Stage II: Cancer is in one or both ovaries or fallopian tubes and has spread into pelvic tissues or to the peritoneum.

  • Stage IIA: The cancer extends to the uterus, ovaries or fallopian tubes.
  • Stage IIB: The cancer extends to other tissues in the pelvis.

Stage III: Cancer is in one or both ovaries or fallopian tubes, and:

  • Stage IIIA: Cancer has spread to nearby lymph nodes, or microscopic cancer has spread beyond the pelvis.
  • Stage IIIB: A tumor no larger than 2 centimeters is in the peritoneum beyond the pelvis. Cancer may or may not be in lymph nodes.
  • Stage IIIC: A tumor larger than 2 centimeters is in the peritoneum beyond the pelvis. Cancer may or may not be in lymph nodes.

Stage IV: Cancer has spread to distant parts of the body. 


Your care team will recommend a treatment plan that takes into account the extent of your cancer, your general health and your desire to have children. Recommendations may include:


Surgeons remove as much of the cancer as possible. Our team is skilled in the latest tools and techniques in robotic and minimally invasive surgery. We use smaller incisions for better outcomes, less pain and faster recovery.

Depending on the stage of your cancer, surgeons may also remove ovaries, fallopian tubes, uterus and/or lymph nodes.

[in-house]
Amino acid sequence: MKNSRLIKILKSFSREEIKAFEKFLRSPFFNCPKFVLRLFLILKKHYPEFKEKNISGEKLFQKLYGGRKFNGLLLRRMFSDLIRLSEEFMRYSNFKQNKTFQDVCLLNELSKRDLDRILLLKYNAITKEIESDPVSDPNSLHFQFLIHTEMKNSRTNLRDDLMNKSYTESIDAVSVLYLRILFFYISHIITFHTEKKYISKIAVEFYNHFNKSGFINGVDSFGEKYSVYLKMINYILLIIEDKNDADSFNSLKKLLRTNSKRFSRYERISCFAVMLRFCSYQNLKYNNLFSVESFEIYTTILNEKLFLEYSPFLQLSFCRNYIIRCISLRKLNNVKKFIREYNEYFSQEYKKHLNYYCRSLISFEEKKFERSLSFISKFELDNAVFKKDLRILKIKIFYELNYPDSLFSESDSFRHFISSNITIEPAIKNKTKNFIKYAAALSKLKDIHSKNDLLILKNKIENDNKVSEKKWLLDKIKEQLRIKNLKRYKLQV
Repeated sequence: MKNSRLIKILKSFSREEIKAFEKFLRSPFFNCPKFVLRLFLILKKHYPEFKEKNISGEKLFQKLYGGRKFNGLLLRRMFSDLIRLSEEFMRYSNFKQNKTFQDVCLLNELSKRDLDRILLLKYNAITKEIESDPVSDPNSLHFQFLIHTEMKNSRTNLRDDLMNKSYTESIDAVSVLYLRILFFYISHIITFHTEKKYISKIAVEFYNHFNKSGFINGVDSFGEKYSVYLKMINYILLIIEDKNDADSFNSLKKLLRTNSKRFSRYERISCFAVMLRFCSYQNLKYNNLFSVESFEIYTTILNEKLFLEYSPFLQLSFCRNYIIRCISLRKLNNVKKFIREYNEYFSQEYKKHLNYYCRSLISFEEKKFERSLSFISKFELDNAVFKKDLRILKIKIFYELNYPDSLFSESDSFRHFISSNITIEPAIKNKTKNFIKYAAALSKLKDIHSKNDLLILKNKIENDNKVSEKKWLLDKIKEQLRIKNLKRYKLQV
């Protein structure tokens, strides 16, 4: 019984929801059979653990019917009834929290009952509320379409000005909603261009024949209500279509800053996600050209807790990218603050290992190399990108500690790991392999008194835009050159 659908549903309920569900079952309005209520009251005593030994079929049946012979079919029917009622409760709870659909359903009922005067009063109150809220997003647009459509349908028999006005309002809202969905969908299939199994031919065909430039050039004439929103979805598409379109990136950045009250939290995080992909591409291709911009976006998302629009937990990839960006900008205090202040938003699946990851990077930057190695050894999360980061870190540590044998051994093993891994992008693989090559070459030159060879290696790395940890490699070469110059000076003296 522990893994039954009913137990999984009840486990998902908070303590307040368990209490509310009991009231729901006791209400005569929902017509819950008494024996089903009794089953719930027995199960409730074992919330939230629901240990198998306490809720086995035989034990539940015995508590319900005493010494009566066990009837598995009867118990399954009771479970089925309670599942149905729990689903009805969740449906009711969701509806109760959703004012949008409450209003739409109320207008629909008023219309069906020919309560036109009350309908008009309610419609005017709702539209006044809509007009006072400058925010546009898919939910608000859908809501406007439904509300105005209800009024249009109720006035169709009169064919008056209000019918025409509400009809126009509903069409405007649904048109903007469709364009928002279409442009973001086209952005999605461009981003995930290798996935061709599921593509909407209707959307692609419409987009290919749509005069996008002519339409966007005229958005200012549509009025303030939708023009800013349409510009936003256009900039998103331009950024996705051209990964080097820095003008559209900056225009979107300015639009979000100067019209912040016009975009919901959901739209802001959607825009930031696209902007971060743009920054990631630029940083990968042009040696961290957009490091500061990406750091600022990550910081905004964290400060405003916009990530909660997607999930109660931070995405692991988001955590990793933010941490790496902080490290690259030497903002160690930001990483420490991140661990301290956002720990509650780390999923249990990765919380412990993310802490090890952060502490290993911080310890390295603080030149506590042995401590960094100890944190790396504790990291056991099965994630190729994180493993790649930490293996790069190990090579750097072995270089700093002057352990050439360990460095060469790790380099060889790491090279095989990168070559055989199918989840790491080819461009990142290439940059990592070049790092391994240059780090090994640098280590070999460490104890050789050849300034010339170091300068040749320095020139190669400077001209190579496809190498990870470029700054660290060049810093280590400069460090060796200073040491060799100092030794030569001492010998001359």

Studies show surgeries done by gynecologic oncologists such as those at the Knight Cancer Institute are more likely to be successful.


Chemotherapy drugs kill cancer cells circulating nearly anywhere in your body. In most cases, drugsare given by IV every three or four weeks for a few months after surgery.

HIPEC surgery

If your cancer has spread, you may benefit from this innovative combination of surgery and chemotherapy. Learn more about HIPEC surgery.

Radiation therapy

You may receive radiation therapy, which uses high-energy beams to pinpoint any cancer cells that may remain after the tumor was removed. For ovarian cancer patients, radiation therapy is usually used for palliative care.

Targeted therapy

In targeted therapy, drugs lock onto receptors on cancer cells and knock them out, minimizing damage to healthy cells. These medications may be given as pills or by IV.

Additional services

For patients

Call 503-494-7999 to:

  • Request an appointment
  • Seek a second opinion
  • Ask questions


Knight Cancer Institute, South Waterfront

Center for Health & Healing, Building 2
3485 S. Bond Ave.
Portland, OR 97239